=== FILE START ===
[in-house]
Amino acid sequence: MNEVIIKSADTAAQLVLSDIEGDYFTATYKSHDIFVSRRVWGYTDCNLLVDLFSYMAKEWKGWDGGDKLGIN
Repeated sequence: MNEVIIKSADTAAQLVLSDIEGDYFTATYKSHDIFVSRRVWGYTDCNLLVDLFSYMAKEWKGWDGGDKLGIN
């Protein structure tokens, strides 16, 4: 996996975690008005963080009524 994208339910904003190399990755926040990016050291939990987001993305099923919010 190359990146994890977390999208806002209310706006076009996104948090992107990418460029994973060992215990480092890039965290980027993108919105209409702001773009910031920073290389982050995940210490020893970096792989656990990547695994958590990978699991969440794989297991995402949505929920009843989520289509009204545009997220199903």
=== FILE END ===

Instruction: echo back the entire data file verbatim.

[in-house]
Amino acid sequence: MNEVIIKSADTAAQLVLSDIEGDYFTATYKSHDIFVSRRVWGYTDCNLLVDLFSYMAKEWKGWDGGDKLGIN
Repeated sequence: MNEVIIKSADTAAQLVLSDIEGDYFTATYKSHDIFVSRRVWGYTDCNLLVDLFSYMAKEWKGWDGGDKLGIN
């Protein structure tokens, strides 16, 4: 996996975690008005963080009524 994208339910904003190399990755926040990016050291939990987001993305099923919010 190359990146994890977390999208806002209310706006076009996104948090992107990418460029994973060992215990480092890039965290980027993108919105209409702001773009910031920073290389982050995940210490020893970096792989656990990547695994958590990978699991969440794989297991995402949505929920009843989520289509009204545009997220199903």